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Lots of Early Decision/Legacy Admits

Have you noticed how the College is admitting more and more students early? Look at the rise in the Early Decision numbers over the past decade: from a steady 380-393 students for the classes from 2006 to 2013, to 448 and 474 for the 14’s and 15’s. That’s a big jump in just the past two years, during which time the steady 35-36% of each class admitted via ED rose to 43%.

Factbook Admissions 2012b.jpg

The number of legacies admitted to the College has also increased by about the same percentage for the last two classes: from 10-11% to a full 14%.

Dartmouth Legacies.jpg

When the College goes head to head with other élite schools, it seems that we are having trouble attracting students. Playing with the Early Decision admit rate and legacy admissions is a way of keeping the College’s yield up. If they’re accepted, they will come.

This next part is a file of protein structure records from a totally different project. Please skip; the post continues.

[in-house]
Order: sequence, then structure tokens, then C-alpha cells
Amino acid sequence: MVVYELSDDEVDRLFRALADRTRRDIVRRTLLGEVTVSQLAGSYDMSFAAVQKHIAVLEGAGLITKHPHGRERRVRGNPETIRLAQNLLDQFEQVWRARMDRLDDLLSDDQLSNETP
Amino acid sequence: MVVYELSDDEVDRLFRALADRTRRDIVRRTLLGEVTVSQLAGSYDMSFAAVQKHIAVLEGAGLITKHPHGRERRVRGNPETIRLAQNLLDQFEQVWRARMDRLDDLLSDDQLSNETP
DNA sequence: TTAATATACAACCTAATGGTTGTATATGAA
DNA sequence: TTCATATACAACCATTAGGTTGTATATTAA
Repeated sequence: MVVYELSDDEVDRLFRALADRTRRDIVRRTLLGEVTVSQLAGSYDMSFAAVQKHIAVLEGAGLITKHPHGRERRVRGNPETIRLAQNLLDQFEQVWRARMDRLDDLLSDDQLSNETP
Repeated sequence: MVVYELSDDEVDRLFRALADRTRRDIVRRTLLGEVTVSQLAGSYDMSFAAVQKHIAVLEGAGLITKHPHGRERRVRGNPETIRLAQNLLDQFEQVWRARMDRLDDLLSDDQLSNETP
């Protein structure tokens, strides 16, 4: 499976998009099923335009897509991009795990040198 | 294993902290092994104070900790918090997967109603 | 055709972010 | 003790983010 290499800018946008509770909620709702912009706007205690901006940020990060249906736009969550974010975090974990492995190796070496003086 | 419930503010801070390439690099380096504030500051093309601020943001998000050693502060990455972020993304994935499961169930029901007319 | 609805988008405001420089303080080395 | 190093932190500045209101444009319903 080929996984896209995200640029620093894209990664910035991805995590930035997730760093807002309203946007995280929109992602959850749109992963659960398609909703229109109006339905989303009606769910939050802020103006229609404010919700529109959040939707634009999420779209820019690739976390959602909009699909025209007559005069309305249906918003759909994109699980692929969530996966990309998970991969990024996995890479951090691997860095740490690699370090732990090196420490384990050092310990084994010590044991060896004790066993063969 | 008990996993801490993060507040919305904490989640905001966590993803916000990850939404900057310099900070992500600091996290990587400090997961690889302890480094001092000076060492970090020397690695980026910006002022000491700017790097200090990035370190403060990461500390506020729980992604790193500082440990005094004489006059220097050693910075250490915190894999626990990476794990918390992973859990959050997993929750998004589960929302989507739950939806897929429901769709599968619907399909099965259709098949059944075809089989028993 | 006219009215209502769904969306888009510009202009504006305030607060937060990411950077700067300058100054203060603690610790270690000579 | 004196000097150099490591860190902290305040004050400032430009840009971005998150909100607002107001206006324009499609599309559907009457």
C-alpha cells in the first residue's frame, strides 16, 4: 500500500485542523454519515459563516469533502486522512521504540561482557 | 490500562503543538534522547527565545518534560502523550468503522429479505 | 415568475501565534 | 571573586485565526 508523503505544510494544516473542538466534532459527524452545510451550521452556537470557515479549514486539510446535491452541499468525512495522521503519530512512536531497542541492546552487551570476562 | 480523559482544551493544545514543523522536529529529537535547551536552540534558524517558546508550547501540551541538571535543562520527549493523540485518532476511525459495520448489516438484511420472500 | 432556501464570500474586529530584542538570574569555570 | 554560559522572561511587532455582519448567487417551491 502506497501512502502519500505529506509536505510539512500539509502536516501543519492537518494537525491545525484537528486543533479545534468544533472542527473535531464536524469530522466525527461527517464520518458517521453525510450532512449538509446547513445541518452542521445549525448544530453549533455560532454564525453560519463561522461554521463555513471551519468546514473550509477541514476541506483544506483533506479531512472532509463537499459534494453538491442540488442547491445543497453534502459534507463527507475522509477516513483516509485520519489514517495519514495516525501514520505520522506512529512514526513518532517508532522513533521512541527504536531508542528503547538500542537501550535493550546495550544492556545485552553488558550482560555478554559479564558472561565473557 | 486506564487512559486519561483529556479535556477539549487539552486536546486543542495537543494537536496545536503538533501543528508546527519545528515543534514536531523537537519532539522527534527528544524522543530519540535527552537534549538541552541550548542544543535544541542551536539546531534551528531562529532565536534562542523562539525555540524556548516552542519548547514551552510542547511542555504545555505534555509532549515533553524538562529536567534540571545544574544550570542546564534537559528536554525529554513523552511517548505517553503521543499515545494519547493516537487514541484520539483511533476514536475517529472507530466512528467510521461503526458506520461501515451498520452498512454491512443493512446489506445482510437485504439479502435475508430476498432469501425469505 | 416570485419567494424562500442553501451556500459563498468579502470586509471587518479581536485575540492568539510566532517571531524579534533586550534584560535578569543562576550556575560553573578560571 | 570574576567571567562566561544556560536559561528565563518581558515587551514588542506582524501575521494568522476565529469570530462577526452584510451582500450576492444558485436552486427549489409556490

Let’s phrase the proposition differently: the Admissions Office is having an increasingly difficult time filling the freshman class. In order to have the same number of students accept to come to Hanover, the College either has to increase the total number of students that it admits — which does not look good — or it can open the ED/legacy spigot wider and keep the total number of admits the same.

Additionally, there is a financial angle to all of this: students accepted via ED are not able to play Dartmouth off against other schools in negotiating financial aid. The amount of money that ED students pay in tuition, room and board can be substantially higher than regular admits. Same goes for legacies, whose educated parents have incomes far above the average levels of other applying students.

I wonder how many of the 16’s got in early and/or are legacies? We’ll know in a week or two when the College’s Office of Institutional Research updates its admissions figures in the Dartmouth Fact Book.

In a year we’ll see how things look for the Class 2017, in light of the drop in Early Decision applications that the Admissions Department is facing this year.

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